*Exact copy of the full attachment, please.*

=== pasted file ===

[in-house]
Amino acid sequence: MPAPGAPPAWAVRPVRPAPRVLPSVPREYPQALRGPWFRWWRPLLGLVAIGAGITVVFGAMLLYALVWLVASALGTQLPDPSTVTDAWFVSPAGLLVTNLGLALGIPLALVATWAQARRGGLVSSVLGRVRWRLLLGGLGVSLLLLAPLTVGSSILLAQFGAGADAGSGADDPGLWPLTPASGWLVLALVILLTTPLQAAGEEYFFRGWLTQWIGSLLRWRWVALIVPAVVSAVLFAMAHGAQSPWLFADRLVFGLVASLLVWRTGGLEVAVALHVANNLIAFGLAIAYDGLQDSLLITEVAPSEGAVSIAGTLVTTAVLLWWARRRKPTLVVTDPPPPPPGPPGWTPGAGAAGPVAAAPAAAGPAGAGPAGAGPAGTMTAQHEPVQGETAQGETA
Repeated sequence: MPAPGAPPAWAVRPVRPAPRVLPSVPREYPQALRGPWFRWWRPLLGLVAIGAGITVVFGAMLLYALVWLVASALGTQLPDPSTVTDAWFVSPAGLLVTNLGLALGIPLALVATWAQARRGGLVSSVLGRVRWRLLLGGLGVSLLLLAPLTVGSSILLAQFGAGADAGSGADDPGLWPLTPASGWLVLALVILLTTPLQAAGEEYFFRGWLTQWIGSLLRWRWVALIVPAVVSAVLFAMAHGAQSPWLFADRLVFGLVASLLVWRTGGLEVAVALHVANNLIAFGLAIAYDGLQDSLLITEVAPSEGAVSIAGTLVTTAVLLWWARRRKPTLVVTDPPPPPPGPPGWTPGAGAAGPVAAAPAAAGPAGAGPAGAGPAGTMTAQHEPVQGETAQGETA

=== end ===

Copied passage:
[in-house]
Amino acid sequence: MPAPGAPPAWAVRPVRPAPRVLPSVPREYPQALRGPWFRWWRPLLGLVAIGAGITVVFGAMLLYALVWLVASALGTQLPDPSTVTDAWFVSPAGLLVTNLGLALGIPLALVATWAQARRGGLVSSVLGRVRWRLLLGGLGVSLLLLAPLTVGSSILLAQFGAGADAGSGADDPGLWPLTPASGWLVLALVILLTTPLQAAGEEYFFRGWLTQWIGSLLRWRWVALIVPAVVSAVLFAMAHGAQSPWLFADRLVFGLVASLLVWRTGGLEVAVALHVANNLIAFGLAIAYDGLQDSLLITEVAPSEGAVSIAGTLVTTAVLLWWARRRKPTLVVTDPPPPPPGPPGWTPGAGAAGPVAAAPAAAGPAGAGPAGAGPAGTMTAQHEPVQGETAQGETA
Repeated sequence: MPAPGAPPAWAVRPVRPAPRVLPSVPREYPQALRGPWFRWWRPLLGLVAIGAGITVVFGAMLLYALVWLVASALGTQLPDPSTVTDAWFVSPAGLLVTNLGLALGIPLALVATWAQARRGGLVSSVLGRVRWRLLLGGLGVSLLLLAPLTVGSSILLAQFGAGADAGSGADDPGLWPLTPASGWLVLALVILLTTPLQAAGEEYFFRGWLTQWIGSLLRWRWVALIVPAVVSAVLFAMAHGAQSPWLFADRLVFGLVASLLVWRTGGLEVAVALHVANNLIAFGLAIAYDGLQDSLLITEVAPSEGAVSIAGTLVTTAVLLWWARRRKPTLVVTDPPPPPPGPPGWTPGAGAAGPVAAAPAAAGPAGAGPAGAGPAGTMTAQHEPVQGETAQGETA